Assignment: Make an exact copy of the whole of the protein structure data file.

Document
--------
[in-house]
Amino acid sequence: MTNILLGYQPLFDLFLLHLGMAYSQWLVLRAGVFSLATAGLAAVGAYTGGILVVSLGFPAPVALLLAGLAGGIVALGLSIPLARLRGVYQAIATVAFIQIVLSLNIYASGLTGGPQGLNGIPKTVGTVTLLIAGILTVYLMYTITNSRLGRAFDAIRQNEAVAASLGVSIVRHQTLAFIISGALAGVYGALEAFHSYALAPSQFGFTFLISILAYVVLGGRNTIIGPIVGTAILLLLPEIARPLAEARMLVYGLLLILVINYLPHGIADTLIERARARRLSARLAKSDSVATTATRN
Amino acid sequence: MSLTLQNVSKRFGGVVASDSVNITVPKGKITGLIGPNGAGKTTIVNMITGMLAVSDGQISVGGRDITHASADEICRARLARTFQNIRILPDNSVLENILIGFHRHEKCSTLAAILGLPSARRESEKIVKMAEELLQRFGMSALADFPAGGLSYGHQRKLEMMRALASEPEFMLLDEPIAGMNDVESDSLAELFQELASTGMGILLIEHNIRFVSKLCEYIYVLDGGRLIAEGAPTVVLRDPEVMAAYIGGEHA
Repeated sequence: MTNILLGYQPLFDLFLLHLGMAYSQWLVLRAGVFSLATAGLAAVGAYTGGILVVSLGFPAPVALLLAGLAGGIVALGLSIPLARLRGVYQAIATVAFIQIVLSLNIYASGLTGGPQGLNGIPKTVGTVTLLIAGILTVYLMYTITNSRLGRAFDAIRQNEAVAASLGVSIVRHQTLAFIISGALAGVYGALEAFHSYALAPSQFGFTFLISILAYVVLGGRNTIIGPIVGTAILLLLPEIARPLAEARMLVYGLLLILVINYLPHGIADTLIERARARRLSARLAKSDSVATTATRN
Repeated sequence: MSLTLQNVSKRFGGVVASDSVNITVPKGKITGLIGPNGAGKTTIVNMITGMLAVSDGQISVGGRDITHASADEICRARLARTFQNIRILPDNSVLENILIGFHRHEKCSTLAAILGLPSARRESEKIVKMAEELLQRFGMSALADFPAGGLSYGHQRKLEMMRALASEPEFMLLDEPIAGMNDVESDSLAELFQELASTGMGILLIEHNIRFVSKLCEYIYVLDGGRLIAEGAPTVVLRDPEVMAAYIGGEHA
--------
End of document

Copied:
[in-house]
Amino acid sequence: MTNILLGYQPLFDLFLLHLGMAYSQWLVLRAGVFSLATAGLAAVGAYTGGILVVSLGFPAPVALLLAGLAGGIVALGLSIPLARLRGVYQAIATVAFIQIVLSLNIYASGLTGGPQGLNGIPKTVGTVTLLIAGILTVYLMYTITNSRLGRAFDAIRQNEAVAASLGVSIVRHQTLAFIISGALAGVYGALEAFHSYALAPSQFGFTFLISILAYVVLGGRNTIIGPIVGTAILLLLPEIARPLAEARMLVYGLLLILVINYLPHGIADTLIERARARRLSARLAKSDSVATTATRN
Amino acid sequence: MSLTLQNVSKRFGGVVASDSVNITVPKGKITGLIGPNGAGKTTIVNMITGMLAVSDGQISVGGRDITHASADEICRARLARTFQNIRILPDNSVLENILIGFHRHEKCSTLAAILGLPSARRESEKIVKMAEELLQRFGMSALADFPAGGLSYGHQRKLEMMRALASEPEFMLLDEPIAGMNDVESDSLAELFQELASTGMGILLIEHNIRFVSKLCEYIYVLDGGRLIAEGAPTVVLRDPEVMAAYIGGEHA
Repeated sequence: MTNILLGYQPLFDLFLLHLGMAYSQWLVLRAGVFSLATAGLAAVGAYTGGILVVSLGFPAPVALLLAGLAGGIVALGLSIPLARLRGVYQAIATVAFIQIVLSLNIYASGLTGGPQGLNGIPKTVGTVTLLIAGILTVYLMYTITNSRLGRAFDAIRQNEAVAASLGVSIVRHQTLAFIISGALAGVYGALEAFHSYALAPSQFGFTFLISILAYVVLGGRNTIIGPIVGTAILLLLPEIARPLAEARMLVYGLLLILVINYLPHGIADTLIERARARRLSARLAKSDSVATTATRN
Repeated sequence: MSLTLQNVSKRFGGVVASDSVNITVPKGKITGLIGPNGAGKTTIVNMITGMLAVSDGQISVGGRDITHASADEICRARLARTFQNIRILPDNSVLENILIGFHRHEKCSTLAAILGLPSARRESEKIVKMAEELLQRFGMSALADFPAGGLSYGHQRKLEMMRALASEPEFMLLDEPIAGMNDVESDSLAELFQELASTGMGILLIEHNIRFVSKLCEYIYVLDGGRLIAEGAPTVVLRDPEVMAAYIGGEHA